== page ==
SAN FRANCISCO What if you couldn't perform daily activities, such as exercising or running with your children, because of overly large breasts that caused unending pain? Despite existing scientific studies that outline the medical necessity for breast reduction, many insurance companies are denying thousands of women the procedure each year because of rigid, unfounded conditions to secure coverage, according to a study presented today at the American Society of Plastic Surgeons (ASPS) Plastic Surgery 2006 conference in San Francisco.
"People often think breast reduction is an elective cosmetic procedure, but the majority of women seeking this surgery are legitimately debilitated by their breasts," said Michael Wheatley, MD, ASPS Member Surgeon and paper co-author. "The criteria most insurance companies use is not supported by medical literature and eliminates a large number of women from coverage, forcing them to fend for themselves."
Most insurance companies require patients to exhibit specific signs and symptoms prior to approving breast reduction as medically necessary. The amount of tissue removed to relieve symptoms associated with overly large breasts is the most controversial of all insurance criteria.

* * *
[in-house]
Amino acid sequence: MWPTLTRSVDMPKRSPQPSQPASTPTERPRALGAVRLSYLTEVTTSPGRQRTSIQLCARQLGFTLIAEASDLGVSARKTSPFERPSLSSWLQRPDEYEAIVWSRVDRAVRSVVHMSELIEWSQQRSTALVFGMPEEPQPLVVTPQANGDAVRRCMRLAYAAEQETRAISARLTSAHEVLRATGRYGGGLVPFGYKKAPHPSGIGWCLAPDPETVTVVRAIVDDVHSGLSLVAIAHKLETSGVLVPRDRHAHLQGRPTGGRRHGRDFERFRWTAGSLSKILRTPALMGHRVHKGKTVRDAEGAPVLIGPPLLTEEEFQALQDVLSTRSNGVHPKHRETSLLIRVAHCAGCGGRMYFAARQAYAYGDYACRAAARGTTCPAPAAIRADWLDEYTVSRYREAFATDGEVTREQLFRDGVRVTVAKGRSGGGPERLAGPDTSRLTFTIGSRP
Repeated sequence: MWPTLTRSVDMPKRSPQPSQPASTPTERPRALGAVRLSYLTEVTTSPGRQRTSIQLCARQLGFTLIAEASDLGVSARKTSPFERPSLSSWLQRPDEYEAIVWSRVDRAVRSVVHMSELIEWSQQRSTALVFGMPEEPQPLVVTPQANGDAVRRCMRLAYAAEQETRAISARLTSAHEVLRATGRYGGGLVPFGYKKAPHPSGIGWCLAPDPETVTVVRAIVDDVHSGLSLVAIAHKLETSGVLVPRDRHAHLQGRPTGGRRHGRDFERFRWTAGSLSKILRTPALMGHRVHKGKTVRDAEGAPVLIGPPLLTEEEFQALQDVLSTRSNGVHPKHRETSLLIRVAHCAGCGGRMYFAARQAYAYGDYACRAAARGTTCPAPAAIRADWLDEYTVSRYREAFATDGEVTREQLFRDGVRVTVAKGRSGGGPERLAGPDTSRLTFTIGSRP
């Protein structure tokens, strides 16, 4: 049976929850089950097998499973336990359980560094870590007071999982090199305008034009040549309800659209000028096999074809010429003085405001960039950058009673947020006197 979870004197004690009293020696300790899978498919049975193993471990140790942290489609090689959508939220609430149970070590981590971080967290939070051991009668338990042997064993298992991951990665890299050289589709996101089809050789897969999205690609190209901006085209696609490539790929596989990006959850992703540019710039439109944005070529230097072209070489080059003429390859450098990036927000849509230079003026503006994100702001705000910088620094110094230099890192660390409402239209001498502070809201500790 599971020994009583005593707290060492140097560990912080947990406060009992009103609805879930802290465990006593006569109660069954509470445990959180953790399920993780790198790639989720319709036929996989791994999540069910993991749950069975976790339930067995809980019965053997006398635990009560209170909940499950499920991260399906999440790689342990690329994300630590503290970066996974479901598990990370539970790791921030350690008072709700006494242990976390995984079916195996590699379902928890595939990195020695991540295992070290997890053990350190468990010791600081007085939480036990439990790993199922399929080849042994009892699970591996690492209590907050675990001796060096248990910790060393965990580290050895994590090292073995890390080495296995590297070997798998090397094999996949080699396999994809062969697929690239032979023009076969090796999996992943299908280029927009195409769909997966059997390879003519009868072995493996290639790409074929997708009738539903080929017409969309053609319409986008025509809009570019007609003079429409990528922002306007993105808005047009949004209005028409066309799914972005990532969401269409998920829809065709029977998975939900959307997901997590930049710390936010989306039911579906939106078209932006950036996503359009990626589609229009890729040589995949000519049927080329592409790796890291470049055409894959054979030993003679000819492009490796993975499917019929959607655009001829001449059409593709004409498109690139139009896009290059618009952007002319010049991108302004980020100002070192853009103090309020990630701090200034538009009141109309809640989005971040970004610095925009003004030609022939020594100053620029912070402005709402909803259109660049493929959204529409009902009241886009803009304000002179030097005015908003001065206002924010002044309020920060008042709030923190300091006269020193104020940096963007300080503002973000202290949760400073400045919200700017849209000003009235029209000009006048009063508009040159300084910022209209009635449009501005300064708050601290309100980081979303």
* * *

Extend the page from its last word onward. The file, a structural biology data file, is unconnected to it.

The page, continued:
The authors reviewed the breast reduction policies of 87 health insurance companies. Despite contrary medical studies, 85 companies require a minimum amount of tissue to be removed to cover the procedure 49 of these companies require a minimum amount to be removed independent of the patient's height and weight.
According to published studies, although most patients have a one-and-a-half to two cup size reduction, the amount of tissue removed, body weight, level of obesity, or bra cup size do not affect the benefits that patients receive from breast reduction.
Many insurance companies require that patients exhibit all of the following symptoms to receive coverage for breast reduction: back, neck, shoulder,
Contact: LaSandra Cooper
American Society of Plastic Surgeons